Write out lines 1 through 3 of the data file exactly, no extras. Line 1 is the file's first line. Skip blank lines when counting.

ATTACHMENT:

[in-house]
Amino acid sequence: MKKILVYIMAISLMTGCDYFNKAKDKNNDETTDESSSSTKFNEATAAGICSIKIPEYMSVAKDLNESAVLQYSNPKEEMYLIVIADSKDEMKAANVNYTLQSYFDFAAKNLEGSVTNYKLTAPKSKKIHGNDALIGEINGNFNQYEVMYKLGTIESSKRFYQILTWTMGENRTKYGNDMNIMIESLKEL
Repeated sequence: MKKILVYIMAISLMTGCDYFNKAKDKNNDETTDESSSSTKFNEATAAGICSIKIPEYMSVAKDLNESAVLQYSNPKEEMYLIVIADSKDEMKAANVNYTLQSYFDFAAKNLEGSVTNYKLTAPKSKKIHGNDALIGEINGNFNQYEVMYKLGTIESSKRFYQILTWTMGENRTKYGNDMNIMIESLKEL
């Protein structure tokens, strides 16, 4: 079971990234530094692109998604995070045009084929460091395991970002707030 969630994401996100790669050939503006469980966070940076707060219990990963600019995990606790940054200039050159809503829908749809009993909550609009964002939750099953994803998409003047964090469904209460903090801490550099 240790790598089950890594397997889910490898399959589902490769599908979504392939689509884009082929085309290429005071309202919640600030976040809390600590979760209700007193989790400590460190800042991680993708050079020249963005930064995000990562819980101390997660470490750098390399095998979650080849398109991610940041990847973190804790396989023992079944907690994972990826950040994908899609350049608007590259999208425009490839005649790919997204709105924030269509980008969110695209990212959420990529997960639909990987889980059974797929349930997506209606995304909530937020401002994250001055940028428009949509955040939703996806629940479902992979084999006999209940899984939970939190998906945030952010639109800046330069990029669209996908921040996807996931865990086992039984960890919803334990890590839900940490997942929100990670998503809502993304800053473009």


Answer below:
[in-house]
Amino acid sequence: MKKILVYIMAISLMTGCDYFNKAKDKNNDETTDESSSSTKFNEATAAGICSIKIPEYMSVAKDLNESAVLQYSNPKEEMYLIVIADSKDEMKAANVNYTLQSYFDFAAKNLEGSVTNYKLTAPKSKKIHGNDALIGEINGNFNQYEVMYKLGTIESSKRFYQILTWTMGENRTKYGNDMNIMIESLKEL
Repeated sequence: MKKILVYIMAISLMTGCDYFNKAKDKNNDETTDESSSSTKFNEATAAGICSIKIPEYMSVAKDLNESAVLQYSNPKEEMYLIVIADSKDEMKAANVNYTLQSYFDFAAKNLEGSVTNYKLTAPKSKKIHGNDALIGEINGNFNQYEVMYKLGTIESSKRFYQILTWTMGENRTKYGNDMNIMIESLKEL